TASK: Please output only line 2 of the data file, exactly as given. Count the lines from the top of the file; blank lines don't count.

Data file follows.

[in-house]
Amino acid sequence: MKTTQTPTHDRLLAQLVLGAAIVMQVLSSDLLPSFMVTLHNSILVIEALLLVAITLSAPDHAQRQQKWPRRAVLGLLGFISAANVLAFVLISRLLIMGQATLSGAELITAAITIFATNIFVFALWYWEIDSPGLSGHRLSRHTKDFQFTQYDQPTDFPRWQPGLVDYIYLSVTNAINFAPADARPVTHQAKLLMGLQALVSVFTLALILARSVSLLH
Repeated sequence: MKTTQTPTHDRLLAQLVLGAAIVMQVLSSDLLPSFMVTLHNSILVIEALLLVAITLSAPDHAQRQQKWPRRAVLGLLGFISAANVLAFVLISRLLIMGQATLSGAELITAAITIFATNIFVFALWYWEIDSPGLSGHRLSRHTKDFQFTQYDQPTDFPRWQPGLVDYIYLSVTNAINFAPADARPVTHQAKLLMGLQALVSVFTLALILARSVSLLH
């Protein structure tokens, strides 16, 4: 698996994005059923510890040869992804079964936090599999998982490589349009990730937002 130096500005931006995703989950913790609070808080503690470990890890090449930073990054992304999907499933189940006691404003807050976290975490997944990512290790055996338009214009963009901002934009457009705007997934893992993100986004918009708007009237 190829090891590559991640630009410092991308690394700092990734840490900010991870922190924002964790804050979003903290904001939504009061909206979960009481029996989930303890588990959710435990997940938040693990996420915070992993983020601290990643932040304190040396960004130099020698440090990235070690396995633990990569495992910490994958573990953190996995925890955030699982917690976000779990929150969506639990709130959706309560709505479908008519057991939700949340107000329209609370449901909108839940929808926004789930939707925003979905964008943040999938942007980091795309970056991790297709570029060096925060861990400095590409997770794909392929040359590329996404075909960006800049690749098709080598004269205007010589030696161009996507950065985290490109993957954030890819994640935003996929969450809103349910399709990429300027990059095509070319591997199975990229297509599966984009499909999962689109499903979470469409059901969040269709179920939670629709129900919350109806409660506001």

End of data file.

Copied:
Amino acid sequence: MKTTQTPTHDRLLAQLVLGAAIVMQVLSSDLLPSFMVTLHNSILVIEALLLVAITLSAPDHAQRQQKWPRRAVLGLLGFISAANVLAFVLISRLLIMGQATLSGAELITAAITIFATNIFVFALWYWEIDSPGLSGHRLSRHTKDFQFTQYDQPTDFPRWQPGLVDYIYLSVTNAINFAPADARPVTHQAKLLMGLQALVSVFTLALILARSVSLLH